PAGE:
• This long-term perspective is rare and challenging to maintain, especially post-IPO.

"Without being riding a massive wave. And I think for me, the flip side of that coin that I think really shines through in reading about and reading this history of Amazon at that time is the long term thinking that Jeff and the company and the board had."

The quote emphasizes the importance of identifying and capitalizing on significant trends or "waves" of innovation, coupled with a commitment to long-term thinking, as key factors in Amazon's early success.

Post-IPO Innovation and Long-Term Thinking

  • Innovation should not cease post-IPO; it's crucial for survival.
  • Long-term thinking must be maintained even after going public, despite market pressures.
  • IPOs provide the funds necessary for continued innovation and growth.

"And so you've got to make, after you go public, it's equally important to one, continue to innovate. Don't stop innovating just because you feel like you're at the top of the mountain."

This quote highlights the necessity of continued innovation for a public company to remain competitive and successful in the long term.

Corporate Innovation at Amazon

  • Amazon has a unique DNA for experimentation and small team-based innovation.
  • AWS is an example of a multi-billion-dollar innovation that rivals Amazon's original retail business.
  • Amazon's approach to innovation is lean and iterative, which is key to its success.

"So the thing that's amazing to observe in Amazon is an incredible dna for experimentation and small teams and doing things in a lean way."

The quote describes Amazon's approach to innovation, which involves experimentation, small teams, and lean methodologies, contributing to the company's ability to launch successful new ventures like AWS.

Platform Mentality and AWS

  • Amazon's platform mentality and AWS's success may have been influenced by Microsoft's approach.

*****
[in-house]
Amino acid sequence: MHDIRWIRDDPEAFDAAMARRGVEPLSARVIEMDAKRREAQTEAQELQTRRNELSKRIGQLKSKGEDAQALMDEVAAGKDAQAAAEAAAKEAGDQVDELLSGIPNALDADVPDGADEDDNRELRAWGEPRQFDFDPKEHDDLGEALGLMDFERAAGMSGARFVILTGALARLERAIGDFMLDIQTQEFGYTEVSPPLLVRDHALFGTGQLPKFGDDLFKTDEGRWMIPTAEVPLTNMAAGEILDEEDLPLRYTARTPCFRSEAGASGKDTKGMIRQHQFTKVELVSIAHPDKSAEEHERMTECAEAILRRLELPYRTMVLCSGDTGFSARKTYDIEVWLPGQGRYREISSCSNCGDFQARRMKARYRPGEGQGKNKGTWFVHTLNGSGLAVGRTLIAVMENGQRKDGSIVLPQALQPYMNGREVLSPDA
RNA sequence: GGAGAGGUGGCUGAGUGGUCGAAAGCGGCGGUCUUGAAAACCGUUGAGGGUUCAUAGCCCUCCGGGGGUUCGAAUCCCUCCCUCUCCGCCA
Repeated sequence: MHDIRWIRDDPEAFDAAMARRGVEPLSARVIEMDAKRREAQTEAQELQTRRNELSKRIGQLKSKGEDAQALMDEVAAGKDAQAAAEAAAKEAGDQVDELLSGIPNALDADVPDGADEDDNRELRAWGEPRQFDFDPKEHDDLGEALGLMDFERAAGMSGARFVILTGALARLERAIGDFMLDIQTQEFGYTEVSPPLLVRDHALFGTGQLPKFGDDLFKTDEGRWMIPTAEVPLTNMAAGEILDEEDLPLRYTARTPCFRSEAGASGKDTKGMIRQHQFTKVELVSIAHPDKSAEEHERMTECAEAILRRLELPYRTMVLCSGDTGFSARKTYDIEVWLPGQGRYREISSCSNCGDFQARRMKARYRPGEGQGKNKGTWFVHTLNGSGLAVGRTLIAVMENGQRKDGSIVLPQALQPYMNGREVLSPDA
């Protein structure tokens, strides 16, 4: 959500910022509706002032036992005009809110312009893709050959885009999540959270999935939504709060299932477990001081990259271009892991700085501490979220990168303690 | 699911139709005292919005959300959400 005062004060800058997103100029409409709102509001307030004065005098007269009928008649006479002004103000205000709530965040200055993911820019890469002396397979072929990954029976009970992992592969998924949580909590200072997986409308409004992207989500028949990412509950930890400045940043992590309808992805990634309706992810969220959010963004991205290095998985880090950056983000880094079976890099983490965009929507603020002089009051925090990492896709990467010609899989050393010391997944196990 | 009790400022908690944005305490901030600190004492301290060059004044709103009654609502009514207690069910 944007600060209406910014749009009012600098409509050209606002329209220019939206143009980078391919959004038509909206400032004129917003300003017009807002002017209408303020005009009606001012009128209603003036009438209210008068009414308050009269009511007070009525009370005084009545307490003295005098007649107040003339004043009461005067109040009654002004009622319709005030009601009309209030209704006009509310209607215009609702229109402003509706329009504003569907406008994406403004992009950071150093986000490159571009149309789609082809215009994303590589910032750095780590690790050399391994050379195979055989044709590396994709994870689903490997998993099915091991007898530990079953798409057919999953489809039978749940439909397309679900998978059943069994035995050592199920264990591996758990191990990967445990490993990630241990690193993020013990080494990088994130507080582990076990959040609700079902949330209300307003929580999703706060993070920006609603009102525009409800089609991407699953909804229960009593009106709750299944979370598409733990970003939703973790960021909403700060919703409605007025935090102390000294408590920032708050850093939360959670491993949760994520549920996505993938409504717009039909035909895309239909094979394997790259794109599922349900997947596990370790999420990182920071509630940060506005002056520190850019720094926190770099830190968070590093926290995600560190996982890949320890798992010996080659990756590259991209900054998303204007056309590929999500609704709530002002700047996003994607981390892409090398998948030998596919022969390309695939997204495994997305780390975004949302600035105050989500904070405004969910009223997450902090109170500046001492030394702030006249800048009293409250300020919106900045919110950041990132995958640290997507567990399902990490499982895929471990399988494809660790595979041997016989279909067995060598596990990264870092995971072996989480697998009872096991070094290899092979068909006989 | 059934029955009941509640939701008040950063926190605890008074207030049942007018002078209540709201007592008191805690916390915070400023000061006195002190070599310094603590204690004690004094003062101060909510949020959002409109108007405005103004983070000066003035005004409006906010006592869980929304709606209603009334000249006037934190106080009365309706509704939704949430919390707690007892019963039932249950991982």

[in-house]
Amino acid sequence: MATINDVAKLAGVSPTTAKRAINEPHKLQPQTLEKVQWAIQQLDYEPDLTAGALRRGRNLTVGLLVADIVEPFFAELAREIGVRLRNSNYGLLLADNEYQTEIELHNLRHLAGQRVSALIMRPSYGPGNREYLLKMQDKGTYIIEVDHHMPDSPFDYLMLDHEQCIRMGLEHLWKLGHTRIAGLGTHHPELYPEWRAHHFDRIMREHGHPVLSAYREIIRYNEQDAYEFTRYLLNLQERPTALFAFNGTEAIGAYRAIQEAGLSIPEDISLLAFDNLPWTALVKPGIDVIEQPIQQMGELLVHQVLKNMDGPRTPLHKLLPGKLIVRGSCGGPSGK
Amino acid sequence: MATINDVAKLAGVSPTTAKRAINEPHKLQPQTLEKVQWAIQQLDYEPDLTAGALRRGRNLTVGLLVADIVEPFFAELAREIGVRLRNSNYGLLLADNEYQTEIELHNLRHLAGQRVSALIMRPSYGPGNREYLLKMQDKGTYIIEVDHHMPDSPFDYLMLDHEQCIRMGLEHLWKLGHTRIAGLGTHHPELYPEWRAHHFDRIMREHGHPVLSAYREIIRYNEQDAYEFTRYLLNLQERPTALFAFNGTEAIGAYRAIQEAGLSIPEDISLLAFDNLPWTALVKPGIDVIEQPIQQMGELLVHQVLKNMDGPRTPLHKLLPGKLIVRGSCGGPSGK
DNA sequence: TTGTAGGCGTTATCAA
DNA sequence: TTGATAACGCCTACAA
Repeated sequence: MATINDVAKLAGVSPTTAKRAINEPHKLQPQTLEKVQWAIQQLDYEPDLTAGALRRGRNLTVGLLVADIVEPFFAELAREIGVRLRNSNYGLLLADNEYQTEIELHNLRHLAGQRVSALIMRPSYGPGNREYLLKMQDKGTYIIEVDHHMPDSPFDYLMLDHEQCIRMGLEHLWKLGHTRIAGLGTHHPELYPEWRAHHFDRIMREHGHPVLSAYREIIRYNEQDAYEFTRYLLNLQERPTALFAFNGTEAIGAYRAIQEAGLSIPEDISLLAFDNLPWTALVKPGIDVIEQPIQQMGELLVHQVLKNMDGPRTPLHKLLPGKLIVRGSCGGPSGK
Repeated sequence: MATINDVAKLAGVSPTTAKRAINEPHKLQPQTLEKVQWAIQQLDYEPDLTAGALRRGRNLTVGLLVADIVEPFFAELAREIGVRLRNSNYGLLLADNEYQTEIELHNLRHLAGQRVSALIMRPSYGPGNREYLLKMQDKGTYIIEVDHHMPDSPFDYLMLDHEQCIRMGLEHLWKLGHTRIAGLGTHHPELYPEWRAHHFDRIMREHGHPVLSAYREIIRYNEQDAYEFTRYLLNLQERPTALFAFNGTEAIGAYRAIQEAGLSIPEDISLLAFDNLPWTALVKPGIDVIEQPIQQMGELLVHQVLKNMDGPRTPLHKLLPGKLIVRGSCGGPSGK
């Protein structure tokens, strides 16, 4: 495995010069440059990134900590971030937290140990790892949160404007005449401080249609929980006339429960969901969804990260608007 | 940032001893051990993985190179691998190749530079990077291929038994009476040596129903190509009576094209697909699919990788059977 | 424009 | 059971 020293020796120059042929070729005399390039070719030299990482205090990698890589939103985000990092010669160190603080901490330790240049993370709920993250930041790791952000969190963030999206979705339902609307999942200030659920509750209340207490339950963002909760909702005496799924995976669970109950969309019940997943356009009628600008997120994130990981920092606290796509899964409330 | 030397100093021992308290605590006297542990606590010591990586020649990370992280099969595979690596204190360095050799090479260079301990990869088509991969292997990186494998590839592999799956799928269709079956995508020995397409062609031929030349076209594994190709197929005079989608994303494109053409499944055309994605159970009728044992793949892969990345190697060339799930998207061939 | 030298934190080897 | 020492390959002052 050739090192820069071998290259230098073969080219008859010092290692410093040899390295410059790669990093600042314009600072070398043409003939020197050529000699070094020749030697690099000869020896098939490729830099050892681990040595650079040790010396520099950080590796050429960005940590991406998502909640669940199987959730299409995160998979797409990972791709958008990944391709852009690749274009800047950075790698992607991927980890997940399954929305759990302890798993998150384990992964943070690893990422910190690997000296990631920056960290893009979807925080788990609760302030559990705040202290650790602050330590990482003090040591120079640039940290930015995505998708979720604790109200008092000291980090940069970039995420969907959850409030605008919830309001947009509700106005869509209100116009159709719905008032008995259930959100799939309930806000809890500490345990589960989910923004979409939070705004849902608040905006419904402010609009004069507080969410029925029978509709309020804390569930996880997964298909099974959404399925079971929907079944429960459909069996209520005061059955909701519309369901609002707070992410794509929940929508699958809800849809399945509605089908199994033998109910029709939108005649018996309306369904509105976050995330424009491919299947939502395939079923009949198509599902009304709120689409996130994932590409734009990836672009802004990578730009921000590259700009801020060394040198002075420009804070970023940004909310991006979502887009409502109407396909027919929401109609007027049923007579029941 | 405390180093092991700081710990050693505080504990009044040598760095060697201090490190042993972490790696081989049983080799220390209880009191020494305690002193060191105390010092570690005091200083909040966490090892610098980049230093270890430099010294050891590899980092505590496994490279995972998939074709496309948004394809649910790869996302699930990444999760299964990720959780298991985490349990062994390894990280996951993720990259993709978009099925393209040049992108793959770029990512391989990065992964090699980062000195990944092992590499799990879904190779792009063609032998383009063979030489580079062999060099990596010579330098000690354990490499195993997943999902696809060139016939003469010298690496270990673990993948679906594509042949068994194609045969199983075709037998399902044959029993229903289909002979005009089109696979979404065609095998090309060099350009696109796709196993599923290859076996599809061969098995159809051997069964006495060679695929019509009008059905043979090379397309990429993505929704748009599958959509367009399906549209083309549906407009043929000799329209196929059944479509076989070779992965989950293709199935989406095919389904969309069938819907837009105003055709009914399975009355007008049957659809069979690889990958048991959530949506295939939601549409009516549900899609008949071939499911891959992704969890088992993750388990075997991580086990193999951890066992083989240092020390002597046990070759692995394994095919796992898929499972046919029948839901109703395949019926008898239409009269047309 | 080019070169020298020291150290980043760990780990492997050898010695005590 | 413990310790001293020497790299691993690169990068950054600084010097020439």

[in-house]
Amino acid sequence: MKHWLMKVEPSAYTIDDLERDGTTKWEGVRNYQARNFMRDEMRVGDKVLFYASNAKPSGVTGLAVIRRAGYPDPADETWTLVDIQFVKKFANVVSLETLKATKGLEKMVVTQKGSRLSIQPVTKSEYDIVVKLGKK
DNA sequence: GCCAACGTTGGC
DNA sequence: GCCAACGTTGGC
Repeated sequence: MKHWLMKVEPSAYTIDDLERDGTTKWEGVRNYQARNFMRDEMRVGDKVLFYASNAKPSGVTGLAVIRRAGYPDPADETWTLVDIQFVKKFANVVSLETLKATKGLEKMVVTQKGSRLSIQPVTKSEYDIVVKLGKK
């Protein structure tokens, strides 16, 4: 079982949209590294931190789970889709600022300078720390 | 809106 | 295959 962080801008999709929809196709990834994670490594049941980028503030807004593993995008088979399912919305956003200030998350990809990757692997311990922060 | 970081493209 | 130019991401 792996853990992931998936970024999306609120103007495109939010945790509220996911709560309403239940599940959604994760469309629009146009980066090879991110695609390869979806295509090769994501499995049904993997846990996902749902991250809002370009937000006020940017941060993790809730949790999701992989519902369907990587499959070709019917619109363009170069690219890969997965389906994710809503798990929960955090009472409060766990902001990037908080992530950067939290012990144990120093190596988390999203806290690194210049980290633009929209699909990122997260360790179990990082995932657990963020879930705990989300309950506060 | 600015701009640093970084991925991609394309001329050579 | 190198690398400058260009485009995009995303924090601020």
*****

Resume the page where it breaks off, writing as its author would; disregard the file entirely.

• AWS's continuous iteration and improvement are contrasted with traditional static platforms.
  • The internet allows for constant updates, which AWS leverages to maintain its lead.

"But the constant iteration of AWS, it's like revising your Internet site. They had 600 new features this year or something."

The quote explains how AWS's strategy of constant iteration and feature updates is a departure from traditional platform models and is a key factor in its success.

Investment Patterns Based on Amazon's Success

  • Investors like Tom Alberg look for founders with long-term vision.
  • Founders who are committed to the long-term potential of their companies are preferred.
  • The desire to build something significant beyond profit is a common trait among successful companies.

"But I really do prefer founders who have a long term vision and at least in the beginning say they're going to stick with it."

This quote underscores the preference for investing in founders who demonstrate a commitment to long-term goals and vision, which is seen as a positive indicator of potential success.

Amazon's Inevitable IPO and Growth

  • Amazon's IPO felt inevitable and rational due to the internet's potential.
  • The IPO provided Amazon with the necessary scale, capital, and visibility.
  • The clarity of Amazon's long-term vision reduced ambiguity in its strategic direction.

"And it feels inevitable that the company would have went public when it did, especially just hearing the story now, it was completely rational."

The quote reflects on the rationality and inevitability of Amazon's IPO, given the company's clear vision and the opportunities presented by the internet.

The Importance of Innovation and Hiring

  • Technology's potential often appears clear, but specific outcomes are unpredictable.
  • Amazon's commitment to innovation and hiring talented individuals was crucial to its success.
  • The inevitability of Amazon's growth was not fully understood at the time, but in retrospect, it aligns with technological advancements and the company's strengths.

"So you should not neglect that for inevitability."

This quote stresses that while Amazon's success may seem inevitable in hindsight, it was the result of a strong commitment to innovation and hiring the right people.

Carve Outs and Personal Recommendations

  • The speakers share personal recommendations and interests, ranging from music to literature.
  • These recommendations provide a glimpse into the speakers' personal lives and interests outside of the business discussion.

"So my carve out is a band called the album Leaf."

The quote is a personal recommendation from one of the speakers, sharing their interest in a music band, which serves as a lighter, personal touch to the conversation.